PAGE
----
• Citi Platinum AAdvantage World MasterCard (Citibank & American Airlines) = 30k miles after spending $1k in the first 90 days. The $95 annual fee is waived the first year, and cardholders receive a 10% discount on award flights with AA. The value of AA miles depends upon the itinerary. The airline does allow one-way awards, as well as awards with partners (One World Alliance).
  • British Airways Visa (Chase) = 50k avios (BA’s equivalent of miles) after spending $2k in the first 3 months. One-way awards are allowed, and can be booked with partners (One World Alliance). Fees for award flights are unusually high (though exceptions exist). There are no foreign transaction fees, and patrons receive 1.25 avios per $1 spent, and 2.5 avios per $1 on purchases with British Airways. Chase will waive the $95 annual fee the first year.
  • United Mileage Plus Explorer Visa Signature (Chase) = 30k miles after spending $1k (50k miles after spending $2k occasionally surfaces). One-way awards are allowed, and can be booked with partners (Star Alliance). Flight availability is rather simple to piece together on the United website. The card includes 2 annual United Club Lounge passes. There are no foreign transaction fees, and cardholders receive 2x miles on purchases with United. The $95 annual fee is waived the first year.
  • US Airways Premier World MasterCard (Barclays) = 40k miles after first purchase + an annual companion certificate, and a yearly US Airways Club pass. Cardholders receive 10k bonus miles after each anniversary. US Airways requires round-trip awards, but allows booking with partners, and has a sometimes-generous award chart. If the US Airways/American Airlines merger goes through, these miles will become more valuable. The $89 annual fee is not waived the first year.

Hotel-Affiliated Credit Cards

  • Club Carlson Premier Rewards Visa Signature (US Bank) = 50k points + Club Carlson Gold Elite status after first purchase. Includes 35k additional points after spending $2500 in the first 3 months. The crème de la crème transpires upon booking 2 or more award nights. In that case, the last night is free. At the lowest award level, it’s possible to book 9 free nights after one purchase with this card! The card also includes 40k points at each anniversary. A last perk is 5x points on groceries and 10x points on Club Carlson purchases. The $75 annual fee is not waived the first year.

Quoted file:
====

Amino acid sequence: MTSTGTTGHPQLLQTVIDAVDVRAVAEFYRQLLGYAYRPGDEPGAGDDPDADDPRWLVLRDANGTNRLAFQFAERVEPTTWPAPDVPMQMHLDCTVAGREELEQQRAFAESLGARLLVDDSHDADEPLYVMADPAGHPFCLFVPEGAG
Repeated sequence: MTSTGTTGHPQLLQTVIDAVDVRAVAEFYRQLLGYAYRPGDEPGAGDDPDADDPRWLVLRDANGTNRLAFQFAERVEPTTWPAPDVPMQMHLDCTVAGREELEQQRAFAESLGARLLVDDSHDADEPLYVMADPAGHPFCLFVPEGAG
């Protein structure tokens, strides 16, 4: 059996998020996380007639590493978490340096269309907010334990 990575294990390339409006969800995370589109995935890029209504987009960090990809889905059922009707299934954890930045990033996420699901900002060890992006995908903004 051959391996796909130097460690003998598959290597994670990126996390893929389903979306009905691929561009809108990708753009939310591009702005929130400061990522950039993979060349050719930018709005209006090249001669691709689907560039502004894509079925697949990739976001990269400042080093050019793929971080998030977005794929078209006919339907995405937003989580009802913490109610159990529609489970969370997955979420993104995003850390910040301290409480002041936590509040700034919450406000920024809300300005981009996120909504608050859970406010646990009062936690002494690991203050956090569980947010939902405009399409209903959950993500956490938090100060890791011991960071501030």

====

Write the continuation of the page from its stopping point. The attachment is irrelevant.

• Hilton HHonors (American Express) = Spend $750 in 90 days and receive 50k HHonors points. 50k hotel points rarely compares with 50k airline miles, and Hilton recently downgraded the value of its point system. Nonetheless, the annual fee is $0. The card offers 3x points for goods & services, 5x points at restaurants, supermarkets, and for gasoline, and 7x points for purchases with Hilton!
  • Marriott Rewards Premier Visa Signature (Chase) = 50k points after spending $1k in the first 3 months + 1 free night upon approval, and another free night after each anniversary. There are no foreign transaction fees, and Marriott Silver status is included. Chase waives the $85 annual fee the first year. The card includes 5x points with Marriott, and 2x points for travel.
  • Starwood Preferred Guest (American Express) = 10k points after first purchase + 15k points after spending $5k in 6 months. Hotel rooms start at 2k points per night. Customers can trade 1 x 1 with a healthy list of airlines, including Etihad, Singapore, United, Delta, & American. An extra windfall ensues after transferring 20k Starpoints. Starwood tacks on an additional 5k points for the transfer. 20k Starpoints thus equates to 25k airline miles, a rarity in the industry. The $65 annual fee is waived the first year.

A Final Option

  • Chase Sapphire Preferred = 40k points after spending $3k in the first 90 days. Points transfer 1 x 1 with United & British Airways, among other airlines, and 1 x 1 with certain hotels, including Marriott, Hyatt, & Ritz-Carlton. There are no foreign transaction fees, and cardholders receive an annual 7% points dividend (example: earn 10k points over a year and receive an additional 700 to close the year), as well as 2x points for dining and travel. The $95 annual fee is waived the first year.

Use your new card(s) for any and all qualifying purchases. Rent or a mortgage payment can quickly erase a spending requirement. Carry a balance, if at all, on the card with the lowest percentage rate. Make everyday purchases with 1 or 2 cards, to ensure ease of tracking expenses. But if a card offers 3x, 5x, or 10x the points in a category, take advantage.

Finally, don’t apply after seeing an offer for the first time. Offers do expire, but another perpetually takes its place. Uncover the opinion of a mile & point guru. Do a bit of homework to get the best offer on that card. Credit card companies often target individuals with a better promotion than the public offer. Chase branches recently offered customers superb bonuses not available to the general public. Research reveals whether a company repeatedly serves up the same bonus. If so, don’t rush to apply. If you discover an irresistible offer, fill me in!

–Matthew

(Disclaimer: this article presents my perspective only)